Donda West A new law in California officially requires residents to receive medical clearance from a licensed physician 30 days before undergoing cosmetic surgery.

Known as the "Donda West Law," named for the late mother of Kanye West, the measure was signed into law on Monday (October 12), after clearing various hurdles, including a veto by California Governor Arnold Schwartzenegger after its first trip through the State Senate in 2008,

Donda West died in November 2007 due to complications from cosmetic surgery. As details emerged about the situation, it was revealed that West, who had a preexisting coronary artery disease, underwent the elective procedure without receiving proper medical clearance from her doctor. The combination of her illness and several post-operative factors contributed to the tragic result of routine abdominoplasty and tummy tuck.

In February 2008, West's niece Yolanda Anderson proposed that the state of California institute legislation to make sure a similar error was not made in the future. "We felt this is something we wanted to do to make sure her death wouldn't be in vain," Anderson said at the time. "We don't want to let it happen to other families. We've spoken to Kanye and he's very enthusiastic about it."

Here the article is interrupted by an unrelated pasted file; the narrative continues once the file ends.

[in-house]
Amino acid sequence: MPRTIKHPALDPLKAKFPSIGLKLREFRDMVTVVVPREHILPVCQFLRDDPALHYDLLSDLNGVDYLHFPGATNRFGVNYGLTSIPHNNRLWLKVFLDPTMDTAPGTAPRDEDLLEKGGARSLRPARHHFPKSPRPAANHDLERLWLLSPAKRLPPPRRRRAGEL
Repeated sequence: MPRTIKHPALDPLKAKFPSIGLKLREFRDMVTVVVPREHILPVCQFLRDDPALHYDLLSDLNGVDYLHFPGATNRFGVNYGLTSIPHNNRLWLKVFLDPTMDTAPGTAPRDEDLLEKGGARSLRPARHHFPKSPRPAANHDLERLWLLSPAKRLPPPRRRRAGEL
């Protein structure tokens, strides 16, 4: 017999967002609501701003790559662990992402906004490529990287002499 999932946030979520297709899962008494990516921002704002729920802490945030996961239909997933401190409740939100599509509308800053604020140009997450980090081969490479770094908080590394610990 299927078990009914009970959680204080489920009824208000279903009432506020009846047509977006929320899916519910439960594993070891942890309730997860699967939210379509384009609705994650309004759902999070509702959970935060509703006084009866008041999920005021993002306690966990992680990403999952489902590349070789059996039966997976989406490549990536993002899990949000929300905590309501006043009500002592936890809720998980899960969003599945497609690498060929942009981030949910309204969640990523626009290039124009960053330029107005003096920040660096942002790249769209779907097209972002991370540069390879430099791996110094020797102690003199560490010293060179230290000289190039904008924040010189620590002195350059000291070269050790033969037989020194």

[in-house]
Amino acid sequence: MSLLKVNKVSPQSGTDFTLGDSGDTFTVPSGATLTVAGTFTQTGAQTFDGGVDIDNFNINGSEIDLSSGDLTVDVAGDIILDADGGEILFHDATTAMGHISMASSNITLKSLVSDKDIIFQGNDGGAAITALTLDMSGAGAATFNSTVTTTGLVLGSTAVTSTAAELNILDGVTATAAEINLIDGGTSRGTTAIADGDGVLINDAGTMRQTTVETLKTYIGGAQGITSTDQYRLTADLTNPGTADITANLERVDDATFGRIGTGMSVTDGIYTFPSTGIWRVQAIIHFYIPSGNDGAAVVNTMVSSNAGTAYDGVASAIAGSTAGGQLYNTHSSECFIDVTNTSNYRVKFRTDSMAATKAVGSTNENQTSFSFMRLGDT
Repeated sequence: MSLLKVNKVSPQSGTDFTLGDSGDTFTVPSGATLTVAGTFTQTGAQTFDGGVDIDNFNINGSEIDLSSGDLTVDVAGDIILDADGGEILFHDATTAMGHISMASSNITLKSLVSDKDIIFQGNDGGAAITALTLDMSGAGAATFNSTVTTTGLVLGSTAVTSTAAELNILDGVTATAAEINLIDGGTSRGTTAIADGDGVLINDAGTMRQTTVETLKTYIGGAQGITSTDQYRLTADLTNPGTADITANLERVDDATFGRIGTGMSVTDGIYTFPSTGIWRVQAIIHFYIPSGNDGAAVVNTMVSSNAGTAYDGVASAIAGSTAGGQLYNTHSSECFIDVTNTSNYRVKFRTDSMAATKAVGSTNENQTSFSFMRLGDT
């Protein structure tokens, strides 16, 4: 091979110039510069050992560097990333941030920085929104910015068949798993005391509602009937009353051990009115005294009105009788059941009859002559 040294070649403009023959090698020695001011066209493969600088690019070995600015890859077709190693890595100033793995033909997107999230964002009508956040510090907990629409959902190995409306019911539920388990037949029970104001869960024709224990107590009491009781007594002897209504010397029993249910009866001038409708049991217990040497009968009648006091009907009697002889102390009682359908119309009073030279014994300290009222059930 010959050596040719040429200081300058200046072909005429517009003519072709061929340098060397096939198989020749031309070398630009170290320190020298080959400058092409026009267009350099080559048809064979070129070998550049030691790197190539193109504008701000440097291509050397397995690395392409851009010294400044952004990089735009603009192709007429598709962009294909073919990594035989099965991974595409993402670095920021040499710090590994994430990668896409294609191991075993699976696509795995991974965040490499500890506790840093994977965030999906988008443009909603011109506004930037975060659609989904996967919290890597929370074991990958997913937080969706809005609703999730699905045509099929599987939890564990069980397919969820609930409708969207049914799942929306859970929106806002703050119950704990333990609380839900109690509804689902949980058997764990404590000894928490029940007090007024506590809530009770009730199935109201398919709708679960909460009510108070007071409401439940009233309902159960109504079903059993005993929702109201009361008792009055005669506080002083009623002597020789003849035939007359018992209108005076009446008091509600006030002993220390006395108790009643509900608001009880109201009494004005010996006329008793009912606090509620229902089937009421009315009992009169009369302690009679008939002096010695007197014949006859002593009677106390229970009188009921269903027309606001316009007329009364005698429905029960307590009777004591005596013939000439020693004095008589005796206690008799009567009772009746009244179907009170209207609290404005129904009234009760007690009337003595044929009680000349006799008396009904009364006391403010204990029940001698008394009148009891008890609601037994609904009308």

With the help of local Assembly Member Wilmer Amina Carter, Anderson's idea was entered in a district-wide contest called "It Ought to Be a Law," and was selected as the winner, to be introduced as a bill in 2008. The bill passed in the Senate before being vetoed -- along with 130 other bills that day -- by Schwarzenegger, who cited the state's ongoing budget crisis as his reason for passing on the regulation. "I am only signing bills that are the highest priority to California," he said at the time. "This bill does not meet that standard and I cannot sign it at this time."

The bill was resubmitted in February of this year and thanks to Carter's persistence, state lawmakers approved the measure in September. On Monday, Schwarzenegger signed the bill amidst a number of other measures, including a law that allows fines of up to $50,000 on paparazzi and other photographers for taking and selling unauthorized photos of celebrities and others, and their children, during "personal or familial activity."